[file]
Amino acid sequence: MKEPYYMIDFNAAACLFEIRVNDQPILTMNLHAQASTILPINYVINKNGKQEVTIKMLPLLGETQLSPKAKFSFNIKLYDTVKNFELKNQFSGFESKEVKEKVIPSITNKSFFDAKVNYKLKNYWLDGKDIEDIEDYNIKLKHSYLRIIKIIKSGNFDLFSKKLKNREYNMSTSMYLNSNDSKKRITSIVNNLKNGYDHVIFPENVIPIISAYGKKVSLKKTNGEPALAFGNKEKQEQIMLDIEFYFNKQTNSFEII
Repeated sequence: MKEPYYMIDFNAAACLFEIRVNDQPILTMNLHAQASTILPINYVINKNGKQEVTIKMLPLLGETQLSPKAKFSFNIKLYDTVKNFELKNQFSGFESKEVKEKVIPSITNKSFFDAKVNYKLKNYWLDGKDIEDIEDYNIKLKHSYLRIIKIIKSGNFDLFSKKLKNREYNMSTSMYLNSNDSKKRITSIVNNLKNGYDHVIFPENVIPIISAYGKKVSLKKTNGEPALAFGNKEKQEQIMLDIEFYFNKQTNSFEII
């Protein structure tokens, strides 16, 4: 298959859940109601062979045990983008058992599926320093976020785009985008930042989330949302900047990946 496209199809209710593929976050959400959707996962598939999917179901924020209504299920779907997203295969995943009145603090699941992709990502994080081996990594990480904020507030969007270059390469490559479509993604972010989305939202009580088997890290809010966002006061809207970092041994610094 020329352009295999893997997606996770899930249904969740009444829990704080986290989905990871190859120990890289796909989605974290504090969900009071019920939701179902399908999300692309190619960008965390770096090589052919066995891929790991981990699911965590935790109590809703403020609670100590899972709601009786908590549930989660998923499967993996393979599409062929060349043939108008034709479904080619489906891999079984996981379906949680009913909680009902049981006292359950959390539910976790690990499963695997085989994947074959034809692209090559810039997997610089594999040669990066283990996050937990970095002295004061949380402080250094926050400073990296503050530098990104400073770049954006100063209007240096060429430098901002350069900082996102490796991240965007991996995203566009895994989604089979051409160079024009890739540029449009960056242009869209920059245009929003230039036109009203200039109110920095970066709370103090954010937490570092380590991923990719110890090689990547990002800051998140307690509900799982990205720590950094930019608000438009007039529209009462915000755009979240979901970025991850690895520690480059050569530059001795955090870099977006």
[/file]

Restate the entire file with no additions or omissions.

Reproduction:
Amino acid sequence: MKEPYYMIDFNAAACLFEIRVNDQPILTMNLHAQASTILPINYVINKNGKQEVTIKMLPLLGETQLSPKAKFSFNIKLYDTVKNFELKNQFSGFESKEVKEKVIPSITNKSFFDAKVNYKLKNYWLDGKDIEDIEDYNIKLKHSYLRIIKIIKSGNFDLFSKKLKNREYNMSTSMYLNSNDSKKRITSIVNNLKNGYDHVIFPENVIPIISAYGKKVSLKKTNGEPALAFGNKEKQEQIMLDIEFYFNKQTNSFEII
Repeated sequence: MKEPYYMIDFNAAACLFEIRVNDQPILTMNLHAQASTILPINYVINKNGKQEVTIKMLPLLGETQLSPKAKFSFNIKLYDTVKNFELKNQFSGFESKEVKEKVIPSITNKSFFDAKVNYKLKNYWLDGKDIEDIEDYNIKLKHSYLRIIKIIKSGNFDLFSKKLKNREYNMSTSMYLNSNDSKKRITSIVNNLKNGYDHVIFPENVIPIISAYGKKVSLKKTNGEPALAFGNKEKQEQIMLDIEFYFNKQTNSFEII
């Protein structure tokens, strides 16, 4: 298959859940109601062979045990983008058992599926320093976020785009985008930042989330949302900047990946 496209199809209710593929976050959400959707996962598939999917179901924020209504299920779907997203295969995943009145603090699941992709990502994080081996990594990480904020507030969007270059390469490559479509993604972010989305939202009580088997890290809010966002006061809207970092041994610094 020329352009295999893997997606996770899930249904969740009444829990704080986290989905990871190859120990890289796909989605974290504090969900009071019920939701179902399908999300692309190619960008965390770096090589052919066995891929790991981990699911965590935790109590809703403020609670100590899972709601009786908590549930989660998923499967993996393979599409062929060349043939108008034709479904080619489906891999079984996981379906949680009913909680009902049981006292359950959390539910976790690990499963695997085989994947074959034809692209090559810039997997610089594999040669990066283990996050937990970095002295004061949380402080250094926050400073990296503050530098990104400073770049954006100063209007240096060429430098901002350069900082996102490796991240965007991996995203566009895994989604089979051409160079024009890739540029449009960056242009869209920059245009929003230039036109009203200039109110920095970066709370103090954010937490570092380590991923990719110890090689990547990002800051998140307690509900799982990205720590950094930019608000438009007039529209009462915000755009979240979901970025991850690895520690480059050569530059001795955090870099977006």